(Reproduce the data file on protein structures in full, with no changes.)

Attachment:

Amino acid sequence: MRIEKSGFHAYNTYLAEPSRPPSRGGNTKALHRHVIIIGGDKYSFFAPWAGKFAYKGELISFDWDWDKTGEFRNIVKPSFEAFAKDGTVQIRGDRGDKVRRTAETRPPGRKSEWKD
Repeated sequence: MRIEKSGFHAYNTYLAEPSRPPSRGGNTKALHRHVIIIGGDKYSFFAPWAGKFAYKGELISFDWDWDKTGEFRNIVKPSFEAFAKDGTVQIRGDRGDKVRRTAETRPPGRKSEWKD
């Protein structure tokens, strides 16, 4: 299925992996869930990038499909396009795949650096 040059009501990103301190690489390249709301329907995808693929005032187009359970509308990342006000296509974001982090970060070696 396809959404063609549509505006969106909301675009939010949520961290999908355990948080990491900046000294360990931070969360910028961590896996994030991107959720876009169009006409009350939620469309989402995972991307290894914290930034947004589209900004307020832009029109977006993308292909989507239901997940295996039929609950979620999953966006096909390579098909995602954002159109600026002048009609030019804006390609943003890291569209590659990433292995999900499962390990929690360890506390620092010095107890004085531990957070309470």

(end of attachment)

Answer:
Amino acid sequence: MRIEKSGFHAYNTYLAEPSRPPSRGGNTKALHRHVIIIGGDKYSFFAPWAGKFAYKGELISFDWDWDKTGEFRNIVKPSFEAFAKDGTVQIRGDRGDKVRRTAETRPPGRKSEWKD
Repeated sequence: MRIEKSGFHAYNTYLAEPSRPPSRGGNTKALHRHVIIIGGDKYSFFAPWAGKFAYKGELISFDWDWDKTGEFRNIVKPSFEAFAKDGTVQIRGDRGDKVRRTAETRPPGRKSEWKD
């Protein structure tokens, strides 16, 4: 299925992996869930990038499909396009795949650096 040059009501990103301190690489390249709301329907995808693929005032187009359970509308990342006000296509974001982090970060070696 396809959404063609549509505006969106909301675009939010949520961290999908355990948080990491900046000294360990931070969360910028961590896996994030991107959720876009169009006409009350939620469309989402995972991307290894914290930034947004589209900004307020832009029109977006993308292909989507239901997940295996039929609950979620999953966006096909390579098909995602954002159109600026002048009609030019804006390609943003890291569209590659990433292995999900499962390990929690360890506390620092010095107890004085531990957070309470």